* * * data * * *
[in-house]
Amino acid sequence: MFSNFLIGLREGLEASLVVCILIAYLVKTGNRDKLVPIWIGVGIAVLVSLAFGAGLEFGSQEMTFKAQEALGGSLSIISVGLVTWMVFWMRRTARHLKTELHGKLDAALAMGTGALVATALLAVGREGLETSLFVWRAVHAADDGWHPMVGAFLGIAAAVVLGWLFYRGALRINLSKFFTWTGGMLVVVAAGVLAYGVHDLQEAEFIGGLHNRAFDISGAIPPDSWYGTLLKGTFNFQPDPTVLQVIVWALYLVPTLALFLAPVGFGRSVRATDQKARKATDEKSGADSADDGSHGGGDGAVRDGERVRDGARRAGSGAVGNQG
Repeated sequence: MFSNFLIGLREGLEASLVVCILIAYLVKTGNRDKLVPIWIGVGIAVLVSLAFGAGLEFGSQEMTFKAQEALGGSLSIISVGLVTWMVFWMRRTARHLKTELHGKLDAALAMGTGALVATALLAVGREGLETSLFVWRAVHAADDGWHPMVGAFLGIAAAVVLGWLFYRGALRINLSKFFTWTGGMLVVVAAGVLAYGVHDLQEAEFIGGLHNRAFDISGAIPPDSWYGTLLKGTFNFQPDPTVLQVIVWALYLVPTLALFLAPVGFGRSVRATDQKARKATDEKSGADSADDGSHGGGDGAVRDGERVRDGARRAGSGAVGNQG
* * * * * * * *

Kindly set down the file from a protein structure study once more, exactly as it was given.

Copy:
[in-house]
Amino acid sequence: MFSNFLIGLREGLEASLVVCILIAYLVKTGNRDKLVPIWIGVGIAVLVSLAFGAGLEFGSQEMTFKAQEALGGSLSIISVGLVTWMVFWMRRTARHLKTELHGKLDAALAMGTGALVATALLAVGREGLETSLFVWRAVHAADDGWHPMVGAFLGIAAAVVLGWLFYRGALRINLSKFFTWTGGMLVVVAAGVLAYGVHDLQEAEFIGGLHNRAFDISGAIPPDSWYGTLLKGTFNFQPDPTVLQVIVWALYLVPTLALFLAPVGFGRSVRATDQKARKATDEKSGADSADDGSHGGGDGAVRDGERVRDGARRAGSGAVGNQG
Repeated sequence: MFSNFLIGLREGLEASLVVCILIAYLVKTGNRDKLVPIWIGVGIAVLVSLAFGAGLEFGSQEMTFKAQEALGGSLSIISVGLVTWMVFWMRRTARHLKTELHGKLDAALAMGTGALVATALLAVGREGLETSLFVWRAVHAADDGWHPMVGAFLGIAAAVVLGWLFYRGALRINLSKFFTWTGGMLVVVAAGVLAYGVHDLQEAEFIGGLHNRAFDISGAIPPDSWYGTLLKGTFNFQPDPTVLQVIVWALYLVPTLALFLAPVGFGRSVRATDQKARKATDEKSGADSADDGSHGGGDGAVRDGERVRDGARRAGSGAVGNQG